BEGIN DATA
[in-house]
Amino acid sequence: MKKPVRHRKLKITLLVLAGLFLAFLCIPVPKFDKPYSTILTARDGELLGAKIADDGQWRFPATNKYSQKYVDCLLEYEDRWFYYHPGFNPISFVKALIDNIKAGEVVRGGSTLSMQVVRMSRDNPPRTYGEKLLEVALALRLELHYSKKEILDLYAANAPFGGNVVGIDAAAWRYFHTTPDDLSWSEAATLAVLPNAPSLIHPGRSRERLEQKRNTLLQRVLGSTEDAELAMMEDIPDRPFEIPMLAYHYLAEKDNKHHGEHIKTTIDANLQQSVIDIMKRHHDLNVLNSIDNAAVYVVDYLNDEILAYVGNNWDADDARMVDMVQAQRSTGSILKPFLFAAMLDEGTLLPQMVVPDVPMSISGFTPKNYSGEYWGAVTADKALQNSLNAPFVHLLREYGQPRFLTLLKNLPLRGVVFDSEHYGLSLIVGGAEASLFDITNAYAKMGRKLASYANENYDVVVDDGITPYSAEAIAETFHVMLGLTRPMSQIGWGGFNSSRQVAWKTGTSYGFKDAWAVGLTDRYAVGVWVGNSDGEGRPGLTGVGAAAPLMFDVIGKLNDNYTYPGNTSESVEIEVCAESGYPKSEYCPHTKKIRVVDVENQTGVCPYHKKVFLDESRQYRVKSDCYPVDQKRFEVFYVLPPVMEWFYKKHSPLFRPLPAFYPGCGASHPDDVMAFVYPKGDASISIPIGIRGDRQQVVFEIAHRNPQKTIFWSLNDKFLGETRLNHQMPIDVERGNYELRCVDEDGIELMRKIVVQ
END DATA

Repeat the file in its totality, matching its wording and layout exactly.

[in-house]
Amino acid sequence: MKKPVRHRKLKITLLVLAGLFLAFLCIPVPKFDKPYSTILTARDGELLGAKIADDGQWRFPATNKYSQKYVDCLLEYEDRWFYYHPGFNPISFVKALIDNIKAGEVVRGGSTLSMQVVRMSRDNPPRTYGEKLLEVALALRLELHYSKKEILDLYAANAPFGGNVVGIDAAAWRYFHTTPDDLSWSEAATLAVLPNAPSLIHPGRSRERLEQKRNTLLQRVLGSTEDAELAMMEDIPDRPFEIPMLAYHYLAEKDNKHHGEHIKTTIDANLQQSVIDIMKRHHDLNVLNSIDNAAVYVVDYLNDEILAYVGNNWDADDARMVDMVQAQRSTGSILKPFLFAAMLDEGTLLPQMVVPDVPMSISGFTPKNYSGEYWGAVTADKALQNSLNAPFVHLLREYGQPRFLTLLKNLPLRGVVFDSEHYGLSLIVGGAEASLFDITNAYAKMGRKLASYANENYDVVVDDGITPYSAEAIAETFHVMLGLTRPMSQIGWGGFNSSRQVAWKTGTSYGFKDAWAVGLTDRYAVGVWVGNSDGEGRPGLTGVGAAAPLMFDVIGKLNDNYTYPGNTSESVEIEVCAESGYPKSEYCPHTKKIRVVDVENQTGVCPYHKKVFLDESRQYRVKSDCYPVDQKRFEVFYVLPPVMEWFYKKHSPLFRPLPAFYPGCGASHPDDVMAFVYPKGDASISIPIGIRGDRQQVVFEIAHRNPQKTIFWSLNDKFLGETRLNHQMPIDVERGNYELRCVDEDGIELMRKIVVQ